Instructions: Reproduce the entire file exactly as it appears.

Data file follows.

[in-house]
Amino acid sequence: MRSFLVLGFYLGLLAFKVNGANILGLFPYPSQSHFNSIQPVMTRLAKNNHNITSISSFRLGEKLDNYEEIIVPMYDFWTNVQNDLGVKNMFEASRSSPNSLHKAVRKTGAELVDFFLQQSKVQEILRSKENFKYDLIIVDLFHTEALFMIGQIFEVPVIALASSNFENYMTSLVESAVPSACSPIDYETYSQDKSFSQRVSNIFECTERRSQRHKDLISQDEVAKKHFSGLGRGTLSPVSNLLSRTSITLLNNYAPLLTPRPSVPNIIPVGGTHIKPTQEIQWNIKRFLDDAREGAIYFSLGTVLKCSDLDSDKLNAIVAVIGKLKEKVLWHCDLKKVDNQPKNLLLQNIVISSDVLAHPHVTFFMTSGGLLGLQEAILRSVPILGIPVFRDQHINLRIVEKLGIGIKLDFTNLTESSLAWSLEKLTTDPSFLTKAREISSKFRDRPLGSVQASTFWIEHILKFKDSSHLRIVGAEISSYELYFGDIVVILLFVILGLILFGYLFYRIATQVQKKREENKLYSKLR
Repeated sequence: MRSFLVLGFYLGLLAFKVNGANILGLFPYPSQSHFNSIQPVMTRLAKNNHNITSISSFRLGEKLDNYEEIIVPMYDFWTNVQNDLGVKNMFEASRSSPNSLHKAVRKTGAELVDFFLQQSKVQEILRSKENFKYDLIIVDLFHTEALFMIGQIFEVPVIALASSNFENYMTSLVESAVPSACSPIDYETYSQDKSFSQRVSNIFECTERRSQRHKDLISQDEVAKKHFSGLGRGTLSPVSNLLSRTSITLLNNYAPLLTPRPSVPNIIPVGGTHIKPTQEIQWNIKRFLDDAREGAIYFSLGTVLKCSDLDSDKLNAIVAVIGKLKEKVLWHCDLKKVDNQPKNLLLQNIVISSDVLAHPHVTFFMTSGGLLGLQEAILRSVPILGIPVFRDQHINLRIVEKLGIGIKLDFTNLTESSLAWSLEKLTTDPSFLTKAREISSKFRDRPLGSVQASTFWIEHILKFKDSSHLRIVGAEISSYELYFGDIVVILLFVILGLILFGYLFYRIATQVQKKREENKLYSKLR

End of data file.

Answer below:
[in-house]
Amino acid sequence: MRSFLVLGFYLGLLAFKVNGANILGLFPYPSQSHFNSIQPVMTRLAKNNHNITSISSFRLGEKLDNYEEIIVPMYDFWTNVQNDLGVKNMFEASRSSPNSLHKAVRKTGAELVDFFLQQSKVQEILRSKENFKYDLIIVDLFHTEALFMIGQIFEVPVIALASSNFENYMTSLVESAVPSACSPIDYETYSQDKSFSQRVSNIFECTERRSQRHKDLISQDEVAKKHFSGLGRGTLSPVSNLLSRTSITLLNNYAPLLTPRPSVPNIIPVGGTHIKPTQEIQWNIKRFLDDAREGAIYFSLGTVLKCSDLDSDKLNAIVAVIGKLKEKVLWHCDLKKVDNQPKNLLLQNIVISSDVLAHPHVTFFMTSGGLLGLQEAILRSVPILGIPVFRDQHINLRIVEKLGIGIKLDFTNLTESSLAWSLEKLTTDPSFLTKAREISSKFRDRPLGSVQASTFWIEHILKFKDSSHLRIVGAEISSYELYFGDIVVILLFVILGLILFGYLFYRIATQVQKKREENKLYSKLR
Repeated sequence: MRSFLVLGFYLGLLAFKVNGANILGLFPYPSQSHFNSIQPVMTRLAKNNHNITSISSFRLGEKLDNYEEIIVPMYDFWTNVQNDLGVKNMFEASRSSPNSLHKAVRKTGAELVDFFLQQSKVQEILRSKENFKYDLIIVDLFHTEALFMIGQIFEVPVIALASSNFENYMTSLVESAVPSACSPIDYETYSQDKSFSQRVSNIFECTERRSQRHKDLISQDEVAKKHFSGLGRGTLSPVSNLLSRTSITLLNNYAPLLTPRPSVPNIIPVGGTHIKPTQEIQWNIKRFLDDAREGAIYFSLGTVLKCSDLDSDKLNAIVAVIGKLKEKVLWHCDLKKVDNQPKNLLLQNIVISSDVLAHPHVTFFMTSGGLLGLQEAILRSVPILGIPVFRDQHINLRIVEKLGIGIKLDFTNLTESSLAWSLEKLTTDPSFLTKAREISSKFRDRPLGSVQASTFWIEHILKFKDSSHLRIVGAEISSYELYFGDIVVILLFVILGLILFGYLFYRIATQVQKKREENKLYSKLR